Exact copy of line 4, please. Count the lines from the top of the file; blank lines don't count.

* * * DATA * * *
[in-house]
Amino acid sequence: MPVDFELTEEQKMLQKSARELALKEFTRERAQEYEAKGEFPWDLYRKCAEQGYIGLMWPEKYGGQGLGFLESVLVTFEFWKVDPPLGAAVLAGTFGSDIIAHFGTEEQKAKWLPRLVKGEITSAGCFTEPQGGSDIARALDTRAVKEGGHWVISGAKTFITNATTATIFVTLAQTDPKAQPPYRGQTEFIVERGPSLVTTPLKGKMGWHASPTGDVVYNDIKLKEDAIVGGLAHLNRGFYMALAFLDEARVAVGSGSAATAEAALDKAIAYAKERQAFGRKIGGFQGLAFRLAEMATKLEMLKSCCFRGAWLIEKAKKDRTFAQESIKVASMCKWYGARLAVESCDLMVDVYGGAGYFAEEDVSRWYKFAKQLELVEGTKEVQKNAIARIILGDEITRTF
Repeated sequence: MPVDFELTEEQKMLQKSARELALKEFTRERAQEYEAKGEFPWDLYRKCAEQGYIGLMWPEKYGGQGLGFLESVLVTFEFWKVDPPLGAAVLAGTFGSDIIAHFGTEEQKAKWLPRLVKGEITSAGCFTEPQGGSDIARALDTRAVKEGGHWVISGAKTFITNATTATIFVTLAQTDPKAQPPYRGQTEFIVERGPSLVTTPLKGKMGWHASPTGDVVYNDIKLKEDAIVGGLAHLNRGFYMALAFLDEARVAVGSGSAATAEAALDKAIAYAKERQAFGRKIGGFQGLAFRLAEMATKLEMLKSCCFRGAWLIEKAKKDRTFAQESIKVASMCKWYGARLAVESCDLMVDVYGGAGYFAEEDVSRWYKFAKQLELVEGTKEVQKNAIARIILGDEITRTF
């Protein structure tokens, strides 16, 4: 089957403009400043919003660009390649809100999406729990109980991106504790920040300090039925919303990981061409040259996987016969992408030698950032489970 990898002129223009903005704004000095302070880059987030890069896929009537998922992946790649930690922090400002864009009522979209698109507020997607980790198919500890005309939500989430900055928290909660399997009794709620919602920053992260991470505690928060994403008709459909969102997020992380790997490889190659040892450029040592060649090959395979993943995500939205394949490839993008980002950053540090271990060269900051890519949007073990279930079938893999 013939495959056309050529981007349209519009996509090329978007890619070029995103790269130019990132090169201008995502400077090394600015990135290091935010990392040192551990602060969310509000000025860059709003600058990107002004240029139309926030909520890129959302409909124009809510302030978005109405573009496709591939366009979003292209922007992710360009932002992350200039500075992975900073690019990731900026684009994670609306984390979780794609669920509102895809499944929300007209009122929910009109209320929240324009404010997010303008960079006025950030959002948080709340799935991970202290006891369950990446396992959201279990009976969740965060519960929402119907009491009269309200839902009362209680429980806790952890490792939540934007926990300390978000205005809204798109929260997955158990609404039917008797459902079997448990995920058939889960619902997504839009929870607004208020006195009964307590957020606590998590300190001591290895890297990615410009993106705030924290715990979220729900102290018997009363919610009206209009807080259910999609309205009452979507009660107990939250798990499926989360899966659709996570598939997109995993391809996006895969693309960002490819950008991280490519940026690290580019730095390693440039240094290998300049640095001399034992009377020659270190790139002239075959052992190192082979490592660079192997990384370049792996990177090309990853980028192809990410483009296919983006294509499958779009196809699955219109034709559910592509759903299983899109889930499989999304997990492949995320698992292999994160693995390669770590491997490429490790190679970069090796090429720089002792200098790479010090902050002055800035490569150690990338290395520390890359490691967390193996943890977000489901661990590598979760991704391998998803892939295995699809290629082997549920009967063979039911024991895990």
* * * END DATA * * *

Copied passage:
């Protein structure tokens, strides 16, 4: 089957403009400043919003660009390649809100999406729990109980991106504790920040300090039925919303990981061409040259996987016969992408030698950032489970 990898002129223009903005704004000095302070880059987030890069896929009537998922992946790649930690922090400002864009009522979209698109507020997607980790198919500890005309939500989430900055928290909660399997009794709620919602920053992260991470505690928060994403008709459909969102997020992380790997490889190659040892450029040592060649090959395979993943995500939205394949490839993008980002950053540090271990060269900051890519949007073990279930079938893999 013939495959056309050529981007349209519009996509090329978007890619070029995103790269130019990132090169201008995502400077090394600015990135290091935010990392040192551990602060969310509000000025860059709003600058990107002004240029139309926030909520890129959302409909124009809510302030978005109405573009496709591939366009979003292209922007992710360009932002992350200039500075992975900073690019990731900026684009994670609306984390979780794609669920509102895809499944929300007209009122929910009109209320929240324009404010997010303008960079006025950030959002948080709340799935991970202290006891369950990446396992959201279990009976969740965060519960929402119907009491009269309200839902009362209680429980806790952890490792939540934007926990300390978000205005809204798109929260997955158990609404039917008797459902079997448990995920058939889960619902997504839009929870607004208020006195009964307590957020606590998590300190001591290895890297990615410009993106705030924290715990979220729900102290018997009363919610009206209009807080259910999609309205009452979507009660107990939250798990499926989360899966659709996570598939997109995993391809996006895969693309960002490819950008991280490519940026690290580019730095390693440039240094290998300049640095001399034992009377020659270190790139002239075959052992190192082979490592660079192997990384370049792996990177090309990853980028192809990410483009296919983006294509499958779009196809699955219109034709559910592509759903299983899109889930499989999304997990492949995320698992292999994160693995390669770590491997490429490790190679970069090796090429720089002792200098790479010090902050002055800035490569150690990338290395520390890359490691967390193996943890977000489901661990590598979760991704391998998803892939295995699809290629082997549920009967063979039911024991895990």